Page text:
the two free ends of the two lines to make the fourth vertex of the parallelogram. Only I do not know how to set the lengths of the two lines to those of the existing two lines, ie radii of the circle.

Hi Shiraz,
The simplest solution to your question is by means of a transformation. Let's call the common center point B and the points on the two concentric circles A and C. These are three of the four vertices; let D be the fourth. Side CD of the parallelogram must be parallel to side BA and the same length as BA. You can satisfy both properties if you translate point C by the vector from B to A. (You could instead translate point A by the vector from B to C.)
If you prefer a construction that doesn't involve a transformation, select segment AB and vertex C and choose Construct  Parallel Line. Then select segment BC and vertex A, and again choose Construct  Parallel Line. The intersection of the two parallel lines is vertex D.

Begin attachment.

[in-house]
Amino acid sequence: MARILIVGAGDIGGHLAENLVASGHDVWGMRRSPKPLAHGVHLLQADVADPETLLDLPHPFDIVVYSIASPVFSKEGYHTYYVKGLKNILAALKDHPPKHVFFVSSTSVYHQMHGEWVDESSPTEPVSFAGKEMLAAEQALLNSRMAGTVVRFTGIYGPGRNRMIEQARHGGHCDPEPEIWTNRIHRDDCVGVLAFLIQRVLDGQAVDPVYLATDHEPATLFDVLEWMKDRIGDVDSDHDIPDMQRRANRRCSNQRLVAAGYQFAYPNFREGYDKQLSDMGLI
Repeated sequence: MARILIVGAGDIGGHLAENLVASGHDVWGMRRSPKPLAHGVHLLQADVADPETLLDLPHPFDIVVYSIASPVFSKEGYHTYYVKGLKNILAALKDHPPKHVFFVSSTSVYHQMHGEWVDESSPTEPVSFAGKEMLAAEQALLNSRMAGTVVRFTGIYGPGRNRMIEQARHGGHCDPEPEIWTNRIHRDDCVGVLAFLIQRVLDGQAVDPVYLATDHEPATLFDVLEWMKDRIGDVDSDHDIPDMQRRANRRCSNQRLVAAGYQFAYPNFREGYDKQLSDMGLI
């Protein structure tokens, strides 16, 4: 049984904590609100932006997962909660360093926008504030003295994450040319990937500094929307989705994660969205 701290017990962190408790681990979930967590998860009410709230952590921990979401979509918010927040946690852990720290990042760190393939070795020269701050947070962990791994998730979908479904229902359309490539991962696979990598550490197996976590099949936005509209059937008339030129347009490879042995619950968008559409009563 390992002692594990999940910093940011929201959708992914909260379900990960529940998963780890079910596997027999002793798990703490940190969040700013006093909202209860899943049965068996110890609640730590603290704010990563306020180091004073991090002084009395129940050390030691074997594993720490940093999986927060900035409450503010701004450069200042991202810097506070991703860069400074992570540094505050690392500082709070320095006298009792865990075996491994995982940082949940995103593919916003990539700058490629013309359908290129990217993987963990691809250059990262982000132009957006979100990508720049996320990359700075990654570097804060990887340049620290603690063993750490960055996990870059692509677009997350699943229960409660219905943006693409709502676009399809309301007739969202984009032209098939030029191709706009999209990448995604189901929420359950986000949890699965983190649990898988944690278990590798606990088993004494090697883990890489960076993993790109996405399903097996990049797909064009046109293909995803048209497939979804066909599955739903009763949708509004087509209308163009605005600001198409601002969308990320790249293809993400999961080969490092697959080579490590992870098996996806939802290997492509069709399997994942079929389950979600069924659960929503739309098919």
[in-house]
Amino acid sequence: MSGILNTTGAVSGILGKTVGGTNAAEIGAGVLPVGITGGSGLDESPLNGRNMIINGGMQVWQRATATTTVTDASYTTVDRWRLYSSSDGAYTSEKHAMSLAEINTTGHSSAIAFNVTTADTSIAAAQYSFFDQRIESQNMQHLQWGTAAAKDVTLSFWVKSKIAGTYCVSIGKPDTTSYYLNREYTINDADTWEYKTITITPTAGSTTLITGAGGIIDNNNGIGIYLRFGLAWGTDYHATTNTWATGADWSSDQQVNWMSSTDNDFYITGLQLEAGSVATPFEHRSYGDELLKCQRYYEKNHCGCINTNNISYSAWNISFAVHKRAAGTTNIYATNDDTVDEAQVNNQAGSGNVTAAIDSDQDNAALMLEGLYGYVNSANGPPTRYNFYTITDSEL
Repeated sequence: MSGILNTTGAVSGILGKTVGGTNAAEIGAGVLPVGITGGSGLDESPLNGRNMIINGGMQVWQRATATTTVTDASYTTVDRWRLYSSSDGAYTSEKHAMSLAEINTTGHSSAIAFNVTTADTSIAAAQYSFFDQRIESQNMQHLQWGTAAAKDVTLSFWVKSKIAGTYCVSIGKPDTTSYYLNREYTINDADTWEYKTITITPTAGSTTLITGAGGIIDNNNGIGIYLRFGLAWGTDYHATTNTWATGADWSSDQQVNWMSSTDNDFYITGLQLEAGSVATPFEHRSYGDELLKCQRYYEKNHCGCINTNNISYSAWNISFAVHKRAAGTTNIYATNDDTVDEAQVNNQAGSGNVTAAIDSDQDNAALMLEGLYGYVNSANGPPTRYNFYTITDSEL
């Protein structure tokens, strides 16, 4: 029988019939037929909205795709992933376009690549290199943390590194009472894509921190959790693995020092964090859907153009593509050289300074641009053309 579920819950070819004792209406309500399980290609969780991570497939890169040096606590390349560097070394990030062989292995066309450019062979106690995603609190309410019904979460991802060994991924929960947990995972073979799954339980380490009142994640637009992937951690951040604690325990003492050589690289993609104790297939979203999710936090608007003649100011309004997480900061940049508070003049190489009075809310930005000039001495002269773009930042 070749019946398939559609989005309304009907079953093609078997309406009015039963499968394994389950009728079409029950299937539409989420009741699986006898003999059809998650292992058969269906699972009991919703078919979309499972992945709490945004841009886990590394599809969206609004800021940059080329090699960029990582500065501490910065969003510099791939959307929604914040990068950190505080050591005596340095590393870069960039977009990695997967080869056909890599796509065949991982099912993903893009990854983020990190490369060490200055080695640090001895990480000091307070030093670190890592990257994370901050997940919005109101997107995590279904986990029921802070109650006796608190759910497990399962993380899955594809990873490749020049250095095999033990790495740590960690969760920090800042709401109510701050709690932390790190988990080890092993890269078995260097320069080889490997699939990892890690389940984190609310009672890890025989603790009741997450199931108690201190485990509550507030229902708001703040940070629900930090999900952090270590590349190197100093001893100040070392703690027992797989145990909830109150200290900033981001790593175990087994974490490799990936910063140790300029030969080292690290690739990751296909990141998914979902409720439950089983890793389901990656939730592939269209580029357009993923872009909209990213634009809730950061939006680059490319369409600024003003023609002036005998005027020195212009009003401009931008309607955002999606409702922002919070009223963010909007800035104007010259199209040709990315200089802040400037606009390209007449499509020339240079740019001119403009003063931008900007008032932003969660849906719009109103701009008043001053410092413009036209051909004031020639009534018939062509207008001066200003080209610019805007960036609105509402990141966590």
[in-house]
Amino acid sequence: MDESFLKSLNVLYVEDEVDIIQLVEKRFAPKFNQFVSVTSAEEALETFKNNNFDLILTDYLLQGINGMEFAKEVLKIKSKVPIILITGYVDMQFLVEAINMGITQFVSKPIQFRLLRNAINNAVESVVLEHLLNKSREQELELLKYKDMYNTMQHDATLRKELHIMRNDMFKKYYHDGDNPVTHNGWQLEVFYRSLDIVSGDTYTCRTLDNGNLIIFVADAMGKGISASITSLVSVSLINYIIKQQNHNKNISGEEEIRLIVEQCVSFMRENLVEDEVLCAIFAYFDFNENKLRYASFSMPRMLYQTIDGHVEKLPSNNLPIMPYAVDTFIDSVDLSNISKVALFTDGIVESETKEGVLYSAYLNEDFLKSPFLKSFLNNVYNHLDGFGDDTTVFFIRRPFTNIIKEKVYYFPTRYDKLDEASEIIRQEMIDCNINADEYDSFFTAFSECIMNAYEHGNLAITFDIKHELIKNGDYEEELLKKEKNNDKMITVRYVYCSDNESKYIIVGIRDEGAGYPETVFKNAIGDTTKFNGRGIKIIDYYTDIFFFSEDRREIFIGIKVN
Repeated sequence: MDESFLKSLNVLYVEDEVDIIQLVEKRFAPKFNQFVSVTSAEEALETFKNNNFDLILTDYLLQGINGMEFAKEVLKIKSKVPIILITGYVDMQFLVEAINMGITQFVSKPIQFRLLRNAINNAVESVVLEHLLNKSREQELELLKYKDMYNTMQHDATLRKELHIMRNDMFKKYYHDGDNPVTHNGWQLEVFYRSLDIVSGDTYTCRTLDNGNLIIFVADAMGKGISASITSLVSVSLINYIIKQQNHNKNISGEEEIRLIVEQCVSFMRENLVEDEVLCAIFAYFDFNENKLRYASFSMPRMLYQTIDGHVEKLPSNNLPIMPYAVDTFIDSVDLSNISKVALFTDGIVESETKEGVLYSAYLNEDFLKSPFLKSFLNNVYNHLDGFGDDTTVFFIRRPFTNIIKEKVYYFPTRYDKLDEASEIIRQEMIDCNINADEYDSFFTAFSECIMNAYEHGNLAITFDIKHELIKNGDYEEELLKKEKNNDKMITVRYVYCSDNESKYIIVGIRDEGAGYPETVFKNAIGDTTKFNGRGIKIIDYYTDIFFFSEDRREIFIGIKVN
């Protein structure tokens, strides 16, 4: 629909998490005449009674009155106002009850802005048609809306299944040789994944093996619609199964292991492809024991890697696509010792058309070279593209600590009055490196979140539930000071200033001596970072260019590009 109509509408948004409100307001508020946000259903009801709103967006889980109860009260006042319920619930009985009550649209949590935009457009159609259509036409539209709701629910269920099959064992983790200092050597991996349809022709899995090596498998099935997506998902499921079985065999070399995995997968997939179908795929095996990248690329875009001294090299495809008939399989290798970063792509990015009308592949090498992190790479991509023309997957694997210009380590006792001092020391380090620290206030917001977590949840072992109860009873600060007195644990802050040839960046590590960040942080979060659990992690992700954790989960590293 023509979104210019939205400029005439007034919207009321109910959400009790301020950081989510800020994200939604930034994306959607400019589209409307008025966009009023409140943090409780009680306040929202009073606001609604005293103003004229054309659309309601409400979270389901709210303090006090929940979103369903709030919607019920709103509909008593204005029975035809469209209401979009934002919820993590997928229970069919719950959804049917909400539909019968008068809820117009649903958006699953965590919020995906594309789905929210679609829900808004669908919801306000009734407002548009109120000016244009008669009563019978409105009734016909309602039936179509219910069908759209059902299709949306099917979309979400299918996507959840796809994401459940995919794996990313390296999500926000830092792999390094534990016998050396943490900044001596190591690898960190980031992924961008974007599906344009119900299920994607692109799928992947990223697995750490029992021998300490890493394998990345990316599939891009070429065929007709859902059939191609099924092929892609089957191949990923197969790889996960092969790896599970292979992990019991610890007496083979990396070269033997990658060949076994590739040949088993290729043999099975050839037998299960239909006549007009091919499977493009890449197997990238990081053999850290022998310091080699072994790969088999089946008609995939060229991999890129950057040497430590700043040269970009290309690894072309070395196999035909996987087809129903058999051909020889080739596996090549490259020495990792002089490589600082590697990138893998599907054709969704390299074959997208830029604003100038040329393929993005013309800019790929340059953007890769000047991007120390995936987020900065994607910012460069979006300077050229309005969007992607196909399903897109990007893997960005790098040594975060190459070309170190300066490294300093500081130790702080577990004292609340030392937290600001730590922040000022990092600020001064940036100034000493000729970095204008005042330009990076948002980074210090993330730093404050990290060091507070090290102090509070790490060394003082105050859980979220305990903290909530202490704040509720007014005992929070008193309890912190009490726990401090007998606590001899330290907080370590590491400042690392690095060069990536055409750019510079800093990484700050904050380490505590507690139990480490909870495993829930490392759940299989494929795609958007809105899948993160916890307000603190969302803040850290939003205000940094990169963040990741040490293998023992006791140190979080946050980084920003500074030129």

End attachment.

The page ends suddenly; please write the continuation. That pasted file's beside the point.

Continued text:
By the way, I highly the Sketchpad tutorials, the Sketchpad Tips, and the Reference Center. You can get to any of these by choosing Help  Using Sketchpad. Once you get there, for instance, you can click Sketchpad Tips, then Transform, and then Translating to get to the Sketchpad Tip on using the Translate command.
Scott

Hi Scott.
I haven't progressed enough to do a transformation, so ConstructParallel Line it was, and worked.
Thanks.

Thank you, Elizabeth. I'm new to this group but had Steve's question. I have a further problem. I'm investigating linkages, i.e. chains of line segments of fixed length joined at their ends. By the circle construction you describe I can do so, except when I want to make a loop, i.e. to anchor the free end of my chain to a reference point. That is to say, I want to identify the free end of the chain and the reference point as one and the same. Is there a construction which allows me to do this?
Many thanks, P.S.

Hi P.S.,.